I live in western Saudi Arabia, I am trying to see the comet ISON, reading here and there tells that I can see it by naked eye somewhere next to the constellation leo, I used an app to tells me where constellation leo is but I could not see the comet.

Is it visible from Saudi Arabia? if so, in which direction (west, east, etc.) and what time is the best to see it?

  • $\begingroup$ You could test this out by installing Stellarium (free night sky application: stellarium.org). Input your location and you should be able to see whether or not you could possibly see it. $\endgroup$ – astromax Nov 19 '13 at 14:36
  • $\begingroup$ I also highly recommend Stellarium. $\endgroup$ – dotancohen Nov 21 '13 at 8:53

I'm not far from you (Israel) and I am also waiting to see comet ISON.

Comets are very unpredictable, and comet ISON has not yet reached the critical part of its journey which will determine visibility for us. Comet visibility is usually due to reflection of the Sun's rays on the coma and tails of the comet, as the nucleus is to small to see directly. So ISON's visibility (and all comets for that matter) depend on how much gas, water, and other materials that it outgasses. This in turn depends on how much volatiles it has, how much the Sun melts them, how much the slingshot around the sun and tidal forces fracture the nucleus, and other factors. So the actual visibility that will occur is very difficult to determine in advance. That said, ISON has all the markings of this being its first trip around the Sun. Thus, we assume that it has many volatiles to release and we assume that ISON will be exceptionally bright.

In any case, ISON will be most visible when it is closest to Earth, near the end of December. It should be most visible in the early morning sky, I'm guessing at about 4:00 AM or so. This is because ISON will be close to the Sun (thus visible close to the time that the Sun becomes visible). Like all celestial bodies, it will rise in the East. Each day the comet will move farther from the Sun and thus will be visible earlier and earlier in the night, until it disappears from view probably sometime in mid January.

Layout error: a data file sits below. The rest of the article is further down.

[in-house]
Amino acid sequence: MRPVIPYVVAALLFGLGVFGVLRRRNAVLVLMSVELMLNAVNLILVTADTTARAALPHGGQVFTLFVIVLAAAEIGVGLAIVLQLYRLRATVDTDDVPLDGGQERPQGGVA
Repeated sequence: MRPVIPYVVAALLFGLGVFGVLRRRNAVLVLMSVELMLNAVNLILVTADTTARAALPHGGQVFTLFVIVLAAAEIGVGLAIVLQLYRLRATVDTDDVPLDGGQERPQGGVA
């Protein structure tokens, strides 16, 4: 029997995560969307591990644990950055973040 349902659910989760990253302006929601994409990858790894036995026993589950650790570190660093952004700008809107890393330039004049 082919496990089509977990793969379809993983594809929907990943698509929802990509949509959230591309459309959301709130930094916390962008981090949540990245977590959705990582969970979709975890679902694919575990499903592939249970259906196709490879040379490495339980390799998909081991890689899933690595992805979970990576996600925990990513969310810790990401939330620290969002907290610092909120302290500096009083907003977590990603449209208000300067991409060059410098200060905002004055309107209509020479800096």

You are welcome to visit Beersheba and have a peak through my binoculars!

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    $\begingroup$ I think the term "most visible" is somewhat vague. Early (~5th of) December may be more favourable than later in the month, even though you'll have to observe it in twilight. As the days go by, you can indeed see the comet earlier, against a darker sky background and higher above the horizon, but the object itself will also be dimmer. You may therefore always need binoculars to see "ISON". $\endgroup$ – AstroFloyd Nov 21 '13 at 8:44
  • $\begingroup$ By 'most visible' I infer the greatest visual magnitude difference between light originating from the comet components (nucleus, coma, tail) to between sunlight reflected from out atmosphere or direct from the Sun. $\endgroup$ – dotancohen Nov 21 '13 at 8:53
  • $\begingroup$ Good, and I was wrong. I wrote a small program to compute exactly that: the "excess magnitude" defined as <limiting magnitude> - <comet magnitude corrected for airmass>, where positive values indicate you may see the object with the naked eye. I get (for Riyadh): Nov: Day time Exc.mag 15 4:56 -0.2 17 4:59 0.1 19 5:03 0.3 21 5:08 0.2 23 5:17 -0.4 25 5:53 -1.3 27 6:10 -2.2 (28 17:06 -50.7 - never visible) Dec: 01 6:15 -3.4 03 6:04 -2.3 05 5:57 -1.8 07 5:29 -1.3 09 5:23 -0.4 11 5:21 0.1 13 5:18 0.3 15 5:17 0.3 17 5:15 0.4 19 5:16 0.3 21 5:15 0.3 23 5:16 0.2 25 5:13 0.1 27 5:14 -0.0 $\endgroup$ – AstroFloyd Nov 21 '13 at 10:08
  • $\begingroup$ @AstroFloyd: Please put that up on Github! I would love to see that, no matter what language it is written in. $\endgroup$ – dotancohen Nov 21 '13 at 10:10
  • $\begingroup$ I apologise for the loss of format above (paste it into your text editor to restore the three columns). Summarised, the table indicates you could see ISON with the naked eye on Nov 17-21 and Dec 11-25, best around Dec 17 at 5:15 AST. The computer code is very simple and while I think that the best dates and times are roughly correct, the magnitudes are probably not and you may well need binoculars to see ISON as the original answer indicates. $\endgroup$ – AstroFloyd Nov 21 '13 at 10:14

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